(This ended up being longer than I thought. Sorry.)
Hello all, first Fanpost here and I wanted to see if any of the more informed of you could help me out with my understanding of tactics and our beloved Chelsea FC.
So, as we all know Chelsea made the now somewhat unloved choice to switch to 4-2-3-1 after AVB left and RDM came in. My actual first thought with the hiring was, "He was notorious for never playing other formations at West Brom, and I wonder how we'll play it now." We proceeded to pretty much use 4-2-3-1 at the expense of any other formation, and since Benitez has arrived it's been even worse.
My problems with this initially were: a) We're Chelsea FC and we should dictate games, b) why change the system that had worked for years (something varying between 4-3-3 and 4-5-1 with occasional ill-fated two-striker variants) and c) I didn't want Mikel playing more (to be fair, remember when no one loved Mikel?).
Now, my questions pertain to the formation. I know that this board has seen probably [insert large number] of discussions about how our squad isn't really fit for a 4-2-3-1, but I want to actually touch on broader level issues. Mainly: Isn't a 4-2-3-1 inherently a more counterattacking formation?
Chelsea fans aren't new to being a counterattacking team; Mourinho instilled strong defensive discipline, and we won games by bludgeoning people with one of the most physically strong teams ever assembled and counterattacking. Robben, Cole, whatever right back we were playing, Drogba, and Lampard finishing could destroy pretty much anyone on a good breakaway.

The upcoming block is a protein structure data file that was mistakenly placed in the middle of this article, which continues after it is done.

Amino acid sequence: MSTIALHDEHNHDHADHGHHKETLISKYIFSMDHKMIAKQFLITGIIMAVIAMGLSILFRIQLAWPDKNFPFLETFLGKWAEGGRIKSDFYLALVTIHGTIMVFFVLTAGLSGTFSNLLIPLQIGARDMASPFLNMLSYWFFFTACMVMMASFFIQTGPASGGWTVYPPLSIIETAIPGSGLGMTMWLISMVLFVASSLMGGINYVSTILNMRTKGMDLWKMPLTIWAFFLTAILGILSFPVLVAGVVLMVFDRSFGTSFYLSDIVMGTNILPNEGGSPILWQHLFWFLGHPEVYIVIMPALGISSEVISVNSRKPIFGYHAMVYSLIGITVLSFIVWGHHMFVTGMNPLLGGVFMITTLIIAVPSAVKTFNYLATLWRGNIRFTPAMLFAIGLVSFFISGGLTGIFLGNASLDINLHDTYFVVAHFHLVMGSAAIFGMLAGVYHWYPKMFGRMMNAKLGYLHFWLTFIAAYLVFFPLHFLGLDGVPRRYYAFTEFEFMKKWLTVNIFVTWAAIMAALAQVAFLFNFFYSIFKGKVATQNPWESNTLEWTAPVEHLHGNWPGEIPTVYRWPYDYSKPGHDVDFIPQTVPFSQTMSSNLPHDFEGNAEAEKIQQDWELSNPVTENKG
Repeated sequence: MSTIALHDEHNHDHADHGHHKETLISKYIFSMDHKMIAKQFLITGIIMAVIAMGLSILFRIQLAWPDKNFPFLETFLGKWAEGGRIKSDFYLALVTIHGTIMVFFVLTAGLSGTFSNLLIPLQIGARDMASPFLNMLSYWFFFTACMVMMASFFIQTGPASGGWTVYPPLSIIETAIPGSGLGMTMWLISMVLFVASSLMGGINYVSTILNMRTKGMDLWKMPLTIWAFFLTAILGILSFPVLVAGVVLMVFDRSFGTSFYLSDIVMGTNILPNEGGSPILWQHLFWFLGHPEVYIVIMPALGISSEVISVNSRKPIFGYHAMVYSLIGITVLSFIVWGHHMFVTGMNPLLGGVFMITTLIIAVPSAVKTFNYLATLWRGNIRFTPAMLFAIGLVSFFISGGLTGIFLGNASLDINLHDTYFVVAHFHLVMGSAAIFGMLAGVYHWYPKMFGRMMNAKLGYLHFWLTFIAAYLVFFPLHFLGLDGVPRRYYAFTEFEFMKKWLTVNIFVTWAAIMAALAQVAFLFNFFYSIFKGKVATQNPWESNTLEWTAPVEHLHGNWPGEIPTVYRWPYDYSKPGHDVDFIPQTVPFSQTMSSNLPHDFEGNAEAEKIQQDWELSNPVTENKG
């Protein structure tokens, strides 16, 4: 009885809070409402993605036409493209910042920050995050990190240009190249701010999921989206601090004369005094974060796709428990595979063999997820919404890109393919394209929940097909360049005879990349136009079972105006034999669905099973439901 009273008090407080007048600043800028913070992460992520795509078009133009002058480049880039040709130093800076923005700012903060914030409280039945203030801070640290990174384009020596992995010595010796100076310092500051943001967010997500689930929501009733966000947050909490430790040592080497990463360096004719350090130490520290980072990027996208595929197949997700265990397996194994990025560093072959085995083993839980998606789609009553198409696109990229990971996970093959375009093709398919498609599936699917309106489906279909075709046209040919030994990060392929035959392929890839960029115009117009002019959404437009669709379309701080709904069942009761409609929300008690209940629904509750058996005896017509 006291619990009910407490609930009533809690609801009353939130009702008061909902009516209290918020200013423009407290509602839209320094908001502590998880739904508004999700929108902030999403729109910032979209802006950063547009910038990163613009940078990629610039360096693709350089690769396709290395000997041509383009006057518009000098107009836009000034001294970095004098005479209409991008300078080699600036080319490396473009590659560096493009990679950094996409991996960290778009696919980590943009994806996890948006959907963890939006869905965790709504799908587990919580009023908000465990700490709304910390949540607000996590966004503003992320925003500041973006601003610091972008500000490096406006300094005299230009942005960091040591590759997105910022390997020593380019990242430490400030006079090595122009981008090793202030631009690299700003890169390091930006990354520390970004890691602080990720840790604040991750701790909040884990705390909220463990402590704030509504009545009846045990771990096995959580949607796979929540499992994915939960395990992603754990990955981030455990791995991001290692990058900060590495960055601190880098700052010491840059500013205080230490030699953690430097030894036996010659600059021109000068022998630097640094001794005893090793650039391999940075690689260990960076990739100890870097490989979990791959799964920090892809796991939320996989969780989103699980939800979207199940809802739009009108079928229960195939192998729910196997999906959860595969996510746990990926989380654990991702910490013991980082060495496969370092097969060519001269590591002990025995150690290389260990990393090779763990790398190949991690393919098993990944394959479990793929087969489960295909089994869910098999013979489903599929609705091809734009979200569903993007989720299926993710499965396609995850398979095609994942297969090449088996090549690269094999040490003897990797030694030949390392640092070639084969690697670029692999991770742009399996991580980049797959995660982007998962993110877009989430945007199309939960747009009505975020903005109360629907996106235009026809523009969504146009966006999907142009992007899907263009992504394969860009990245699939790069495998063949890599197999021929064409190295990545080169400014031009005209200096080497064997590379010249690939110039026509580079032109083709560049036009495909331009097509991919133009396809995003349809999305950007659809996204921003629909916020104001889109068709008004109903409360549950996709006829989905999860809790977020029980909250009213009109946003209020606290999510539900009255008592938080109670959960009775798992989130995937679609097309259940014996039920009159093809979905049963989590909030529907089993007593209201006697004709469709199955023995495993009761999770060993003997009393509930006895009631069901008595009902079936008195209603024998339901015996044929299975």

As you have noticed, we no longer have that type of team. Now, we don't have reactive players but proactive players. They're smaller, more skilled, and not as strong. So, if we're fielding a team of Hazard, Oscar, Mata, [pick names out of the Moses, KDB, Marin hat] shouldn't we become a team used to dictating games?
And that's where my tactical question comes into play: isn't the 4-2-3-1 inherently a more reactive, counterattacking formation? I'll give some examples, but feel free to disagree. To me, the world's best/most prominent 4-2-3-1 teams were the 2010 era Inter team (Mou!), current Real Madrid (Mou!), Bayern, 2010 Netherlands, 2010 Spain, and Dortmund. Of those, the only real 'front foot' teams were 2010 Spain and Bayern (but I don't watch much of the German teams).
As best as I can figure (could be wrong), Dortmund, Madrid, that Inter team, and the Netherlands were/are all vicious counterattacking teams. Inter was playing Eto'o on the wings for his speed (and Mourinho told his players to give the ball away if the situation wasn't advantageous for a break), Madrid have di Maria and some guy named Ronaldo, the Netherlands broke with Robben on the right, and Dortmund seem to break with that guy whose name I can't spell and Reus.
Bayern and Spain are the only proactive teams, and Spain just plays tiki-taka, not a formation.
So, if we have players that aren't suited to soaking up pressure and breaking (and, with Cole's lost pace and the defense looking increasingly shakier, we don't) and the pivots we have aren't really phenomenal at long-forward-ball distribution (looking at you, Mikel), shouldn't we use a formation made for attacking on our own terms? Barcelona plays a 4-3-3, and I have to wonder if we wouldn't be better playing a variation of it.
Thanks everyone, hope it wasn't an awful read, and please enlighten me in the comments.